GCS/projections & coordinates

07-18-2013 07:09 PM
New Contributor II
Hi All - I have an issue that has been nagging me forever. Here's an example. I have a layer in a map, and under Properties > Source it shows "Projected Coordinate System: NAD_1983_UTM_Zone_11N" and "Geographic Coordinate System: GCS_North_American_1983". My first question is: am I working with a projected, or a geographic coordinate system? Second: what is NAD 83? Third: is UTM a projected or geographic coordinate system? I'm so freaking confused! The more I look into it the less clear it becomes!

Lastly, when I open the attribute table, create a new field, field type double, etc... calculate geometry the only option I have is to calculate "X coordinate of point" or "Y coordinate of point". Why can't I calculate lat/long in minutes, seconds, etc? What if I wan't both in the same attribute table?

I'm thinking the answers to the first set of questions are huge, and that I know so little about it that I don't even really know how to ask the question. Any help would be greatly appreciated!
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Esri Notable Contributor

Yes, you have a lot of questions that have long answers! First, have you tried reading the map projections guide book in the help? There are several topics each on geographic and projected coordinate systems.

Geographic coordinate system: provides a frame work / reference system for locating positions on a spheroid or ellipsoid. Positions are located using angles and angular units. "Earth model". When displayed in 2D, it's actually projected using something like the Plate Carree map projection.

Projected coordinate system: Two-dimensional framework / reference system for location positions. Includes a GCS as part of its definition. Has to distort data to crush the 3D surface into 2D: distance, shape, area using a map projection and parameters customized for a particular area.

NAD 83 / NAD 1983 / North American Datum 1983: a GCS built using data from Canada, US, ?and Mexico? Finished in 1986 before GPS really got going, there have re-adjustments since in both Canada and the US. Canada: CSRS. US: HPGN / HARN, NSRS2007, and 2011.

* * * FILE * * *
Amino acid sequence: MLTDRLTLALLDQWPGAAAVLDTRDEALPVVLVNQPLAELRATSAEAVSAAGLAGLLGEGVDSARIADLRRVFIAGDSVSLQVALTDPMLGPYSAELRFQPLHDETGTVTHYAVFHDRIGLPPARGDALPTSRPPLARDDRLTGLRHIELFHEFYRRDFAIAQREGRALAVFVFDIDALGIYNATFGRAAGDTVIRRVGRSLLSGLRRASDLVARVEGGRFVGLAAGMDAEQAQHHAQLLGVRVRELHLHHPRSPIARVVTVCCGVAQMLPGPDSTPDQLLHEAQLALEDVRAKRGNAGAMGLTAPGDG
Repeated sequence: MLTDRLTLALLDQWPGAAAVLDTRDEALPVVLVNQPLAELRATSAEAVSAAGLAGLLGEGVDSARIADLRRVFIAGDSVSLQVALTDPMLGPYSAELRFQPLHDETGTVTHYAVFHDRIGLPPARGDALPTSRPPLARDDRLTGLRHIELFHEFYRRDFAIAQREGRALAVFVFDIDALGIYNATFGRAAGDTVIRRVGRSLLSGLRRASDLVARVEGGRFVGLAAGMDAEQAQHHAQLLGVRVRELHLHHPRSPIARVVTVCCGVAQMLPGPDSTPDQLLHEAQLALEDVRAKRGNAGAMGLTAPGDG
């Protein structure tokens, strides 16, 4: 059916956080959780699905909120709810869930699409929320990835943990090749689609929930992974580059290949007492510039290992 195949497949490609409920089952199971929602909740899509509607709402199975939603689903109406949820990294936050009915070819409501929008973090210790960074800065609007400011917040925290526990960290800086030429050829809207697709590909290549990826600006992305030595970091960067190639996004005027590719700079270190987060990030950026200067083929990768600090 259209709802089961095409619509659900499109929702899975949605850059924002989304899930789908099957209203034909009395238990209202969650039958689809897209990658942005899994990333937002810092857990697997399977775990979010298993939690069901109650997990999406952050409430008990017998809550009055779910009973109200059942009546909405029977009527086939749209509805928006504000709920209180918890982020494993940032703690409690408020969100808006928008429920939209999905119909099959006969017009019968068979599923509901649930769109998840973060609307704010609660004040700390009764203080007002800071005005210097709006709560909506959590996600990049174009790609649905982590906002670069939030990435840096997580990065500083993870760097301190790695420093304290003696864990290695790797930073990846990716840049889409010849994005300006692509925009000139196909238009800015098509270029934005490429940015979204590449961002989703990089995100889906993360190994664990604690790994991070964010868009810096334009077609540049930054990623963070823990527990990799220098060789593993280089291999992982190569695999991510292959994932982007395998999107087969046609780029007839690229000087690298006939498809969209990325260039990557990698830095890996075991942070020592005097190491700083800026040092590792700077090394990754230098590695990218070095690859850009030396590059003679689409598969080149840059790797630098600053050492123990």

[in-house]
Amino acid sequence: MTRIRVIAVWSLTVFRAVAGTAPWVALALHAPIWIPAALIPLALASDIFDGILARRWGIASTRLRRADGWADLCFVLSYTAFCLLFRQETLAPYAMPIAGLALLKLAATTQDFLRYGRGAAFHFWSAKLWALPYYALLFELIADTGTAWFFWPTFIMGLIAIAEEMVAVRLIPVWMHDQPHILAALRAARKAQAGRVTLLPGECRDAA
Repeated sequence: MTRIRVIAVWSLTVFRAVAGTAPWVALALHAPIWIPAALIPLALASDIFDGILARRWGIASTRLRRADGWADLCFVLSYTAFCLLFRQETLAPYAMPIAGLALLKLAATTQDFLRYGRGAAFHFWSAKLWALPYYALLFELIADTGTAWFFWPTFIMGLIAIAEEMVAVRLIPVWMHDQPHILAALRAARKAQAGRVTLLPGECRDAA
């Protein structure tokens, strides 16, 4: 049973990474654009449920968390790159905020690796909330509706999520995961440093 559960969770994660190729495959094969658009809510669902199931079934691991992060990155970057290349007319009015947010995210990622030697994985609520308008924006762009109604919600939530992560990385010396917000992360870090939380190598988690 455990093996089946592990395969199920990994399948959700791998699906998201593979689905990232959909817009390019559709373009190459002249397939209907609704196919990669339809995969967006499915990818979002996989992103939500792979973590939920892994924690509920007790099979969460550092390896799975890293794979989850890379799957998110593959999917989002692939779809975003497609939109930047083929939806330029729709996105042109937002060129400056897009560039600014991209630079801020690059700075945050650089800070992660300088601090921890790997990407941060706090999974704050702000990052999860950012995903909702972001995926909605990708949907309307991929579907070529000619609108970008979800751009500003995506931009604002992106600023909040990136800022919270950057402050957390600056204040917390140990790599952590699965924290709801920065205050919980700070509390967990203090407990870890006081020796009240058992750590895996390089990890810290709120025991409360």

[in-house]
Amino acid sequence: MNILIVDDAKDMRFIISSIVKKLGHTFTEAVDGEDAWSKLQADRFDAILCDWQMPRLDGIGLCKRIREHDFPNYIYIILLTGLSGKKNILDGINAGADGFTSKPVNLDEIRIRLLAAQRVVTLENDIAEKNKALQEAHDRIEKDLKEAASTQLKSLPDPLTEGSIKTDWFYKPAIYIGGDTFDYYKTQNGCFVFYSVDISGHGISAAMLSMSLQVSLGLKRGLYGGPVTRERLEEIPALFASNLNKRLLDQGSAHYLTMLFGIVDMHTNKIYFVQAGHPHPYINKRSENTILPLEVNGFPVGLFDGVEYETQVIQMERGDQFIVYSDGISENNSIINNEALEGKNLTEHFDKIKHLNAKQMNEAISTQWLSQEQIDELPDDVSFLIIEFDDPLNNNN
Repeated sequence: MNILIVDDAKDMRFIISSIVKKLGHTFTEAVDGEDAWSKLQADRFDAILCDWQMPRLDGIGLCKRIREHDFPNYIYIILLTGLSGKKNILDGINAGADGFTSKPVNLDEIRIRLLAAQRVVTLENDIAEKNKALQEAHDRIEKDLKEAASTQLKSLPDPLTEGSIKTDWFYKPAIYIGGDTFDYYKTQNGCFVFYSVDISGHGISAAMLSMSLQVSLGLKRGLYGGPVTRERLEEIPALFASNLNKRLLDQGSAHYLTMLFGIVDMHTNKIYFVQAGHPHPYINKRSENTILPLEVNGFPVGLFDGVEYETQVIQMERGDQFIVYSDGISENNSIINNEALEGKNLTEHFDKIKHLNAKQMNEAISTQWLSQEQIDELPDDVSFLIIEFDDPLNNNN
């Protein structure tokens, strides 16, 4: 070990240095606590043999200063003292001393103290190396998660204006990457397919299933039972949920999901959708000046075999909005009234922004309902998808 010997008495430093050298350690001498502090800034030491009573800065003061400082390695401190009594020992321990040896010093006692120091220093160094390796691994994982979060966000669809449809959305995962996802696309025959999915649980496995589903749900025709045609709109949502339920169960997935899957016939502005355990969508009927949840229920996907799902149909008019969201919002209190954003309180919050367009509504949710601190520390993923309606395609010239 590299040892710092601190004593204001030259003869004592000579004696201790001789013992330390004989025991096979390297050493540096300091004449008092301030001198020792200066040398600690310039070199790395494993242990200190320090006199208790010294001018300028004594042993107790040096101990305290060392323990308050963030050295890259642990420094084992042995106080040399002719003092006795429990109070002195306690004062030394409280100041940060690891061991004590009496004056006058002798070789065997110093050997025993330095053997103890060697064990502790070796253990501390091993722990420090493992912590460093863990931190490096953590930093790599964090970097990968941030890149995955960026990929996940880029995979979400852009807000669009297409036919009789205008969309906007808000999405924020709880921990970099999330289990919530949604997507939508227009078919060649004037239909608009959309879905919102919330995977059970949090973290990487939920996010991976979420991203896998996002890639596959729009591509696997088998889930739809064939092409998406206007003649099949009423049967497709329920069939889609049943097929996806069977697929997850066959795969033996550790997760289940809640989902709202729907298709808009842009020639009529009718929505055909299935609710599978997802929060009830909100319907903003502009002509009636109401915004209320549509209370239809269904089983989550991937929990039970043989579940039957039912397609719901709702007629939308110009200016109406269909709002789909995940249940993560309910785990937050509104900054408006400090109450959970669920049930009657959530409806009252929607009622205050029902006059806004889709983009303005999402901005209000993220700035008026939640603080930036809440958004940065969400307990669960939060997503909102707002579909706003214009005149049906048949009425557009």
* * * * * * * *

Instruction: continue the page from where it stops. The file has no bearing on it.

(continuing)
UTM: Universal Transverse Mercator. A grid system designed by the military. It's divided into 6 degree wide zones (there are a few exceptions) and covers the entire world. The map projection is transverse Mercator, with similar parameter values for each zone. The poles have separate UPS zones that use the stereographic projection. Can be used with any GCS, although the military uses WGS84 almost exclusively.

DMS is a string format, not a double value. You can store only one value per double precision field, but can certainly add two fields to a table! You may need to set the data frame to a geographic coordinate system first. Also check out the Convert Coordinate Notation tool.

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MVP Regular Contributor
Projected and Geographic coordinate systems and coordinate system transformations can really drive you nuts... :confused: And yes, you are opening Pandora's box...

Nonetheless, I strongly recommend you to take serious time to familiarize yourself with the basic concepts, as the consequences of inappropriate and incorrect usage can be devastating (yes, not only on paper but also literally, I once worked a short period for an oil company, and they had a special introduction to coordinate systems for new employees working in GIS that started with an oil platform going up in flames due to wrong usage of coordinate system information - this was no joke!)

Read as much as you can from different sources, ultimately, things should start to clear up a bit.

As a starter:

The ArcGIS Help - What are map projections?

I also recommend you to read all other sub-topics under the same heading, look in the Help TOC (Table of Contents) on the left of the Online Help window for the sub-topics.

Also, this Ordnance Survey UK document, although partly focused on the UK situation, gives a nice introduction, and basic reminders and concepts, of Coordinate Systems:

A guide to coordinate systems in Great Britain

And these ITC webpages (some Dutch examples, ITC is an international institute but located in the Netherlands):


And the Wikipedia pages:


I can also recommend you these two pages by Eric Gakstatter, although you need to have some basic understanding first, and know some GPS jargon... See the Wikipedia links below.

Nightmare on GIS Street: Accuracy, Datums, and Geospatial Data

Part 2: Nightmare on GIS Street �?? Accuracy, Datums, and Geospatial Data

Wiki links:

Continuously Operating Reference Station

Differential GPS

Global Navigation Satellite Systems

Real Time Kinematic

Wide Area Augmentation System
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